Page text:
Cooper (2011) states that psychological autopsies have four main purposes for their uti- lization and are as follows… (A) determine the mode of an equivocal death (B) to discover why the death in question happened at a particular time and date (C) discovery of the motivational factors of the death and (D) therapeutic purpos- es for helping the survivors of the deceased to come to terms with the tragedy. It is the intent of the PA and those conducting it to determine the manner of death to as high a degree of cer- tainty as possible, therefore, a working knowl- edge of statistical databases is important. It is pertinent to speak of the victim due to their being the focal point of the technique in question. The lives of any individual can be thought of as a story and the same can be said of an individual’s death. Information about the vic- tim is an invaluable source to investigators as well as to those performing a PA, therefore, a profile of the victim must be constructed. Victim infor- mation speaks volumes and is critical to criminal investigations. Another purpose for a PA, in ad- dition to those already mentioned, is that of a PA having the ability to establish the relationship between offender and victim in cases where an equivocal death can be deemed as suspicious in nature and due to criminal actions. The impor- tance of information about the victim cannot be stressed enough and it can be said that “to know the offender, you must know the victim.” No individual “asks” to be a victim, however, many contribute to their plight during their life course. Investigators should perform an “Exposure Anal- ysis” when looking at deaths that are suspicious in nature. Vecchi is in agreement with Turvey (2008) in that exposure analysis can be thought of as “ex- posure vs. blame” as it relates to the relationship of a victim to their lifestyle and environment, and of an offender to that victim. An individual can become a victim due to two types of exposure… lifestyle and situational. The two aforementioned terms are defined by Turvey & Petherick (2009) and are as follows… lifestyle exposure holds that some people are more prone to being victimized due to their behavior, habits, or customs which exposes them to a greater amount of contact with crime and criminals (i.e. prostitutes, narcotics users). Situational exposure is the amount of one’s exposure to harmful elements experienced by the victim that results from their environment and personal traits at the time of their victimization (i.e. “being in the wrong place at the wrong time” such as tourists in a foreign country).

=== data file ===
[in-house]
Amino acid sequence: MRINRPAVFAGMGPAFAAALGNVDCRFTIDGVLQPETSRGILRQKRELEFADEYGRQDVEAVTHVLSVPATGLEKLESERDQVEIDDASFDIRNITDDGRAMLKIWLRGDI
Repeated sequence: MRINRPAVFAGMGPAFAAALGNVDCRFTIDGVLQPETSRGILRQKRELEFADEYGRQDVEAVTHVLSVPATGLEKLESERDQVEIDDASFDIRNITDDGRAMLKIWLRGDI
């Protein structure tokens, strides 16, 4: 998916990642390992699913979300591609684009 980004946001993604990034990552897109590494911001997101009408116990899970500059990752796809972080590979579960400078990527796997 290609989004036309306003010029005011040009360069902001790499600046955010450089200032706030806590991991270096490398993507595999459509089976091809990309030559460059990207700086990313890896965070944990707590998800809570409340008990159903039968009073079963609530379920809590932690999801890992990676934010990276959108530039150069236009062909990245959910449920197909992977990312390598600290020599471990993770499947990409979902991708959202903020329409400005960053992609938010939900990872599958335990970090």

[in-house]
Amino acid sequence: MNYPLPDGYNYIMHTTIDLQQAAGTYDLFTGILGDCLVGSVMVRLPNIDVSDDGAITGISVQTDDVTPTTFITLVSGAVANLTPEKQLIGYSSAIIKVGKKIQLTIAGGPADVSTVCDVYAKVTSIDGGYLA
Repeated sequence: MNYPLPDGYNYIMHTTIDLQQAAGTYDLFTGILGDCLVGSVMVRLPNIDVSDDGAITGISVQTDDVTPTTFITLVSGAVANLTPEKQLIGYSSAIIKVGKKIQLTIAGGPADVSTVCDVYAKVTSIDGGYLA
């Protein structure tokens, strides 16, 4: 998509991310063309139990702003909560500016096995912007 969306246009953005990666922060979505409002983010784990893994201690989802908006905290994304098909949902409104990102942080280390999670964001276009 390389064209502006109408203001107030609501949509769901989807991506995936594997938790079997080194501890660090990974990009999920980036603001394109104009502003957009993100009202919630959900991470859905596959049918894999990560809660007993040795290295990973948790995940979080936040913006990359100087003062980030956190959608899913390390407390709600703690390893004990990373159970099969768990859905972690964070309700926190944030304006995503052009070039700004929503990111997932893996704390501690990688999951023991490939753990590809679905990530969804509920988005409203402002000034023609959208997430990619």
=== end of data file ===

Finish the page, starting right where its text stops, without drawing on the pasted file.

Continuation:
Whether a victim’s exposure is due to their lifestyle or is situational in nature, an analysis of these concepts is very much prudent when conducting a PA in order to ascertain as to how this contributed to an individual’s victimiza- tion in that either form of exposure allows an offender to gain knowledge of their victim and also assists them in seeking out the appropri- ate opportunity also. Exposure analysis during the course of a PA can give investigators insight into the mindset of an offender. Psychological Autopsy: Methodologies The utilization of a PA can be thought of as a process of “taking a person’s life apart” and due to this fact, it is an exhaustive and painstaking endeavor. In fact, James Knoll (2008) reveals that it has been estimated that a PA can take as long as 20-50 hours to be completed. The material and informa- tion needed to perform this process can be voluminous, and is held that the greater the amount of relevant information pertaining to the victim that can be reviewed and analyzed, the more accurate the conclusions formed by investigators will be upon its completion in determining the manner of a victim’s death. The material and information required for the completion of a PA falls into two catego- ries: human and documentary. This article will delve into both categories summarily but it should be noted that due to the enormity of material required for the procedure in question, there is neither the time or space in this to expound upon all of the elements required but for a more comprehensive list of relevant materials required, the reader can refer to the table provided in “Forensic Tech- niques in Crime Scene Investigation- the Psy- chological Autopsy” by Bogdan Tasu (2008). The forms of documentary information required during a PA will include the review and analysis of the following… histories of the victim which will entail financial history, legal history of the decedent (including crim- inal), residential history (this should include a reference as to the stability of the individual in matters of as to if they had the tendency to relocate frequently), employment history (this should allude to any difficulties the indi- vidual may have had while employed as well as if they had the tendency to change jobs frequently).